Scott Detrow is a congressional correspondent for NPR. He also co-hosts the NPR Politics Podcast.
Detrow joined NPR in 2015 to cover the presidential election. He focused on the Republican side of the 2016 race, spending time on the campaign trail with Donald Trump, and also reported on the election's technology and data angles.
Detrow worked as a statehouse reporter for member stations WITF in Harrisburg, Pennsylvania, and KQED in San Francisco, California. He has also covered energy policy for NPR's StateImpact project, where his reports on Pennsylvania's hydraulic fracturing boom won a DuPont-Columbia and national Edward R. Murrow Award in 2013.
Becky Lettenberger / NPR
Mike and Nancy Leighton have been dealing with stray gas on their property since mid-May
Earlier this month, Mike and Nancy Leighton received a certified letter from Pennsylvania’s Department of Environmental Protection.
The Leightons are the Leroy Township, Bradford County couple who have been dealing with methane gas leaking into their water well, basement and property since mid-May.
The letter told them what they already knew: “the Department’s investigation indicates that gas well drilling has impacted your supply.”
The Leightons live about a half-mile from Chesapeake Energy’s Morse well pad, which state regulators suspect began leaking methane May 19, when pressure forced natural gas through perforations in the well’s pipes during a repair job aimed at replacing a faulty piece of equipment. Since then, mysterious flammable puddles of gas have been bubbling up throughout the Leightons’ property, and methane has been seeping into their water well.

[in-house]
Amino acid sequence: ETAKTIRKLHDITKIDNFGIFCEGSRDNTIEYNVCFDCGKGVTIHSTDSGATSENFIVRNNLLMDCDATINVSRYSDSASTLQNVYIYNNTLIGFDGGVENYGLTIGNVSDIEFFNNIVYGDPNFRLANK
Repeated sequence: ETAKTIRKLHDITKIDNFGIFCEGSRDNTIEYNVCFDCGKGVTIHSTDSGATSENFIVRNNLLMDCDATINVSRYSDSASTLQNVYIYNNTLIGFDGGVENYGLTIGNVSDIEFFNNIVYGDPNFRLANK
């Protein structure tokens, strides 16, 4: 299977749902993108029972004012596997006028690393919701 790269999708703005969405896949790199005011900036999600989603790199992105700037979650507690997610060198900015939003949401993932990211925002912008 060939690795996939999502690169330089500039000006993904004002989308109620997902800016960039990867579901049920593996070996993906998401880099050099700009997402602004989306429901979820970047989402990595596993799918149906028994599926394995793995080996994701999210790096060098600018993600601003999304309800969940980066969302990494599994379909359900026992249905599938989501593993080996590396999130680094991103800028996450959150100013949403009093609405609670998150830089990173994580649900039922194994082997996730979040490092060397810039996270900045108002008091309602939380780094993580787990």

The gas has traveled from the Chesapeake well to the surface through a process called methane migration. It happens naturally, but drilling operations – especially wells with faulty cement or steel piping – can speed up the process, and provide an elevator of sorts for methane gas to rise to the surface and into people’s water wells.
In the Leightons’ case, state inspectors found 82.7 mg/L of methane in their water well. “…The level of concern begins above 28 mh/L methane, which is referred to as the saturation level,” the Department of Environmental Protection letter stated. It continued:
At this level, under normal atmospheric pressure, the water cannot hold additional methane in solution. This may allow the gas to come out of the water and concentrate in the air space of your home or building. There is a physical danger of fire or explosion due to the migration of natural gas into water wells or through soils into dwellings where it could be ignited by sources that are present in most homes/buildings.
…It is the department’s recommendation that all water wells should be equipped with a working vent. This will help alleviate the possibility of concentrating these gasses in areas where ignition would post a threat to life or property. Please note that it is not possible to completely eliminate the hazards of having natural gas in your water supply by simply venting your well.
Chesapeake has been paying for air and water ventilation systems since the gas leaks began, but Nancy Leighton said the letter – especially that part about it not being possible to “completely eliminate the hazards” – left her feeling “a little nervous,” as she put it.